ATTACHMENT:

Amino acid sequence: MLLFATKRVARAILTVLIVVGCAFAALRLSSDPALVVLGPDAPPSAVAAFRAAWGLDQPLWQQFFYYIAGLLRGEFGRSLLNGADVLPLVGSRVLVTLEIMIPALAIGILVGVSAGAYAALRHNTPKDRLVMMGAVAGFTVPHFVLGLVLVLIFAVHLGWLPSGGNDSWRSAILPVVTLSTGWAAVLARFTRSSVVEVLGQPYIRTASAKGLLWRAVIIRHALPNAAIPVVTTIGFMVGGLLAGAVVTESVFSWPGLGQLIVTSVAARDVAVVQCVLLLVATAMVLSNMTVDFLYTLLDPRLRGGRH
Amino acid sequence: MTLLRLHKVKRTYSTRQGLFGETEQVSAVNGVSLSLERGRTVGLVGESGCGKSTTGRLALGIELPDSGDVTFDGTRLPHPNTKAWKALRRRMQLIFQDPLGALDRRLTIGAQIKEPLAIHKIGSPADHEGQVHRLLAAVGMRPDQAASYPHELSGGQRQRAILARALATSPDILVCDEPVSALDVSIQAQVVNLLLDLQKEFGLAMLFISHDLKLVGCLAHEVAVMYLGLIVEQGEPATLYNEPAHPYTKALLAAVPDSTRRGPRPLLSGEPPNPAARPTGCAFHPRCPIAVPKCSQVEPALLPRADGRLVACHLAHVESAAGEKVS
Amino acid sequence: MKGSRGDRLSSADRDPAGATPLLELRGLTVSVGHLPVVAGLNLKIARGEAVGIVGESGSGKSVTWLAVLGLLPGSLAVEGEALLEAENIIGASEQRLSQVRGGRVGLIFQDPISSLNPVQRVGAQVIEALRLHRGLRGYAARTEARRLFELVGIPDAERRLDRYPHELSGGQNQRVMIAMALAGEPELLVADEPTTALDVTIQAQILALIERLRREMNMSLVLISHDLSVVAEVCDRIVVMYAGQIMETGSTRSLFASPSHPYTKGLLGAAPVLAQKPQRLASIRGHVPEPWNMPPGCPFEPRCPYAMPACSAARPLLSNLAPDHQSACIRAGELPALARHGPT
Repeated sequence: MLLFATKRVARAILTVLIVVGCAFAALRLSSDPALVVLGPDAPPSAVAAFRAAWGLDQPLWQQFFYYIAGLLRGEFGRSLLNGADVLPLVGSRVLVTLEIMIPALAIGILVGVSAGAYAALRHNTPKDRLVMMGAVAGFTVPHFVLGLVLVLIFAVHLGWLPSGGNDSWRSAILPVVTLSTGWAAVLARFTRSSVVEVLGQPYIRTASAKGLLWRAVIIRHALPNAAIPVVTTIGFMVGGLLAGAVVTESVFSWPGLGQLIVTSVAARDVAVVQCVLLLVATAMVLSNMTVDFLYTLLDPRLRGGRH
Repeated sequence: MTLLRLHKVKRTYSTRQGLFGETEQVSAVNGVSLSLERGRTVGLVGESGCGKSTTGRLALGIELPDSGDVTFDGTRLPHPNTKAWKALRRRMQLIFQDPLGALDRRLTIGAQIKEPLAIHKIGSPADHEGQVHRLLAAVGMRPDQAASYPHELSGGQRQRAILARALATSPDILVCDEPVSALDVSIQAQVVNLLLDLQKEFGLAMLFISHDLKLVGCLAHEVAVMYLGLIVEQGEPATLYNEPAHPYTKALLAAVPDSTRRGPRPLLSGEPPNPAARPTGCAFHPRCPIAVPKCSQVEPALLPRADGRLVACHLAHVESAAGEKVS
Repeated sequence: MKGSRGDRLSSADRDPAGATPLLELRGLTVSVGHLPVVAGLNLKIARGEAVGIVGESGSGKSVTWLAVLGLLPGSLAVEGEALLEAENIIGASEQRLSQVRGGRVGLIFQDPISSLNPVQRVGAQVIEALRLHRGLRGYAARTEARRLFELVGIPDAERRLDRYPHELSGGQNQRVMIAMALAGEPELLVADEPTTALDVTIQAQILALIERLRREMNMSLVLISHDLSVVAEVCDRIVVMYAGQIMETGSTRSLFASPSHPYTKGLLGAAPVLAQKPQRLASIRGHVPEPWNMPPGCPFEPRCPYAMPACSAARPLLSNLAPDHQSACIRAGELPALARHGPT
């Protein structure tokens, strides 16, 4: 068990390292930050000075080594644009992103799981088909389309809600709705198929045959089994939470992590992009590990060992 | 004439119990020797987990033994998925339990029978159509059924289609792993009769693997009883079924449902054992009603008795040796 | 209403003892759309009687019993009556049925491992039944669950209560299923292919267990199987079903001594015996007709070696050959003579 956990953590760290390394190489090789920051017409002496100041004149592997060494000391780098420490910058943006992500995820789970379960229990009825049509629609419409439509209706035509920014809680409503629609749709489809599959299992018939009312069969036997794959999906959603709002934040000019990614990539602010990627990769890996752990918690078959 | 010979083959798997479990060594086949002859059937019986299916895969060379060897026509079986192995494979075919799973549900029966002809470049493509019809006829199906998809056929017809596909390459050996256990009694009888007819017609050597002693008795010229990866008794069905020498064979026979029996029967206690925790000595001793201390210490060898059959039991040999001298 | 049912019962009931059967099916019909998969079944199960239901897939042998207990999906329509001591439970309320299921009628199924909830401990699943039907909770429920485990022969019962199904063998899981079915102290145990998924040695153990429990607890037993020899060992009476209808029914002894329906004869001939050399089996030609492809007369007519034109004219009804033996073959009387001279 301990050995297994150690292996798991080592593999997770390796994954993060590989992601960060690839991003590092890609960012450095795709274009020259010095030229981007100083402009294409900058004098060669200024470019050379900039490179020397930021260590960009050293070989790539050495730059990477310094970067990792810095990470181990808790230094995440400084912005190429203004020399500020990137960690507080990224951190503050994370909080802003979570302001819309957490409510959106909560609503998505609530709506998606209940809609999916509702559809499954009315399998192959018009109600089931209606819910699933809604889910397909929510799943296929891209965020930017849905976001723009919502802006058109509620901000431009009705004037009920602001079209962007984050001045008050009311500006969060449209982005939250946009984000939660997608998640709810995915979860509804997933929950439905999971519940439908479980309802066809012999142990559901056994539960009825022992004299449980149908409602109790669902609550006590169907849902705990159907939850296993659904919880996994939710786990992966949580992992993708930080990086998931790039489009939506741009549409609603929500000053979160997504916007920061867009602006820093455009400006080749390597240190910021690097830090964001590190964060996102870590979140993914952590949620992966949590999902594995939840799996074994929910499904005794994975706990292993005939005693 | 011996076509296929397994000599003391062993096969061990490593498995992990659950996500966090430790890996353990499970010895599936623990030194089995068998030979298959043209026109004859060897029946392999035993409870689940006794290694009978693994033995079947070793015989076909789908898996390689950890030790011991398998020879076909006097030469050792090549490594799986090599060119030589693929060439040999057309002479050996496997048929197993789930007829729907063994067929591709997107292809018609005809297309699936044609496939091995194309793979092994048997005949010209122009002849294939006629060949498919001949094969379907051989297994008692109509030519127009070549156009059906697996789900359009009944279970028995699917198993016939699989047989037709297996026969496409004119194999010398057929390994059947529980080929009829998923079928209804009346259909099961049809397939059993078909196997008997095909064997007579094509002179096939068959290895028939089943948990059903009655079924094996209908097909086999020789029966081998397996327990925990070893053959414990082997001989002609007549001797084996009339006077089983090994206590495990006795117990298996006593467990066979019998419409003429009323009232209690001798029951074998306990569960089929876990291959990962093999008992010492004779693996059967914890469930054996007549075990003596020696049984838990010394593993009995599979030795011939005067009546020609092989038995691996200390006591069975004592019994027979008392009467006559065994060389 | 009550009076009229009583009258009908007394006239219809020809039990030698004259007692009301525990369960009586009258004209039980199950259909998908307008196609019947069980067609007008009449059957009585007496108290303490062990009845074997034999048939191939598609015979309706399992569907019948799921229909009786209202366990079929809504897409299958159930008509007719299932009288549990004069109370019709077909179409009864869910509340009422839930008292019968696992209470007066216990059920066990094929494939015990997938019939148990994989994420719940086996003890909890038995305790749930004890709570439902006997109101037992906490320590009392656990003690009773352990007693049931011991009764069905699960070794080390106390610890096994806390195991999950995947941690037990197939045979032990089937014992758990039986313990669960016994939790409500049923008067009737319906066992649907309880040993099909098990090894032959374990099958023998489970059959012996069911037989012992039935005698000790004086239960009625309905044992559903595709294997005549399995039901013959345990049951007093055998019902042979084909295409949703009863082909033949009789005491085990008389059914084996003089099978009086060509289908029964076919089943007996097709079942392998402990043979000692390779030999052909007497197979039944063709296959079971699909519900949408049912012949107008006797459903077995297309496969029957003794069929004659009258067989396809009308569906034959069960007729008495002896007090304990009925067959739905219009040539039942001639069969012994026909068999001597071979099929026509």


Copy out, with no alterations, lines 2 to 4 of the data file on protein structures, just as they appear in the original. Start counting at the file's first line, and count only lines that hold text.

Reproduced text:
Amino acid sequence: MTLLRLHKVKRTYSTRQGLFGETEQVSAVNGVSLSLERGRTVGLVGESGCGKSTTGRLALGIELPDSGDVTFDGTRLPHPNTKAWKALRRRMQLIFQDPLGALDRRLTIGAQIKEPLAIHKIGSPADHEGQVHRLLAAVGMRPDQAASYPHELSGGQRQRAILARALATSPDILVCDEPVSALDVSIQAQVVNLLLDLQKEFGLAMLFISHDLKLVGCLAHEVAVMYLGLIVEQGEPATLYNEPAHPYTKALLAAVPDSTRRGPRPLLSGEPPNPAARPTGCAFHPRCPIAVPKCSQVEPALLPRADGRLVACHLAHVESAAGEKVS
Amino acid sequence: MKGSRGDRLSSADRDPAGATPLLELRGLTVSVGHLPVVAGLNLKIARGEAVGIVGESGSGKSVTWLAVLGLLPGSLAVEGEALLEAENIIGASEQRLSQVRGGRVGLIFQDPISSLNPVQRVGAQVIEALRLHRGLRGYAARTEARRLFELVGIPDAERRLDRYPHELSGGQNQRVMIAMALAGEPELLVADEPTTALDVTIQAQILALIERLRREMNMSLVLISHDLSVVAEVCDRIVVMYAGQIMETGSTRSLFASPSHPYTKGLLGAAPVLAQKPQRLASIRGHVPEPWNMPPGCPFEPRCPYAMPACSAARPLLSNLAPDHQSACIRAGELPALARHGPT
Repeated sequence: MLLFATKRVARAILTVLIVVGCAFAALRLSSDPALVVLGPDAPPSAVAAFRAAWGLDQPLWQQFFYYIAGLLRGEFGRSLLNGADVLPLVGSRVLVTLEIMIPALAIGILVGVSAGAYAALRHNTPKDRLVMMGAVAGFTVPHFVLGLVLVLIFAVHLGWLPSGGNDSWRSAILPVVTLSTGWAAVLARFTRSSVVEVLGQPYIRTASAKGLLWRAVIIRHALPNAAIPVVTTIGFMVGGLLAGAVVTESVFSWPGLGQLIVTSVAARDVAVVQCVLLLVATAMVLSNMTVDFLYTLLDPRLRGGRH